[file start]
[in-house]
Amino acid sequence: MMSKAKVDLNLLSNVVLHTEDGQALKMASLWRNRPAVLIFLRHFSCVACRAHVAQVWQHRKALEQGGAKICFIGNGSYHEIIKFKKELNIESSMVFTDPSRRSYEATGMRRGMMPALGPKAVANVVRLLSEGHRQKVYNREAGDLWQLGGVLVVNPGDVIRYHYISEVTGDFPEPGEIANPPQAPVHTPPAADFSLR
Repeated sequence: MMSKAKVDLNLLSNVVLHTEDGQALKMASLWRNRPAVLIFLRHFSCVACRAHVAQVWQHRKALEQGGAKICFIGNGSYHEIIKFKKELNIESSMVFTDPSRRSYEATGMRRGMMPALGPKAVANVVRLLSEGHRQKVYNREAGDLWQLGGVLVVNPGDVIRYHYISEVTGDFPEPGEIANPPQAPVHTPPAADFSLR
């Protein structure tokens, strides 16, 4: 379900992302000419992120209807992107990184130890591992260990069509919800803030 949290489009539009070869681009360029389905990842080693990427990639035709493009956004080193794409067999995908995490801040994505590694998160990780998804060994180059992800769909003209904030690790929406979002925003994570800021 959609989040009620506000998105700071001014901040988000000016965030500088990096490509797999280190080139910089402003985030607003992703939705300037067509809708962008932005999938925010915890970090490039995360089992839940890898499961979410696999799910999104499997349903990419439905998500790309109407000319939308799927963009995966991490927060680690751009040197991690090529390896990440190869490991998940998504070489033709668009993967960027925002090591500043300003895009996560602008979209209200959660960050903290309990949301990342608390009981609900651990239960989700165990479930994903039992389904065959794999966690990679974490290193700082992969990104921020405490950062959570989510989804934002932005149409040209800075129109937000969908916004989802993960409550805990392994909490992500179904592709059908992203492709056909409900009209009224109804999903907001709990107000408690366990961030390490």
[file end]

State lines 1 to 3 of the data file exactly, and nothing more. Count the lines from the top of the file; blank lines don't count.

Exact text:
[in-house]
Amino acid sequence: MMSKAKVDLNLLSNVVLHTEDGQALKMASLWRNRPAVLIFLRHFSCVACRAHVAQVWQHRKALEQGGAKICFIGNGSYHEIIKFKKELNIESSMVFTDPSRRSYEATGMRRGMMPALGPKAVANVVRLLSEGHRQKVYNREAGDLWQLGGVLVVNPGDVIRYHYISEVTGDFPEPGEIANPPQAPVHTPPAADFSLR
Repeated sequence: MMSKAKVDLNLLSNVVLHTEDGQALKMASLWRNRPAVLIFLRHFSCVACRAHVAQVWQHRKALEQGGAKICFIGNGSYHEIIKFKKELNIESSMVFTDPSRRSYEATGMRRGMMPALGPKAVANVVRLLSEGHRQKVYNREAGDLWQLGGVLVVNPGDVIRYHYISEVTGDFPEPGEIANPPQAPVHTPPAADFSLR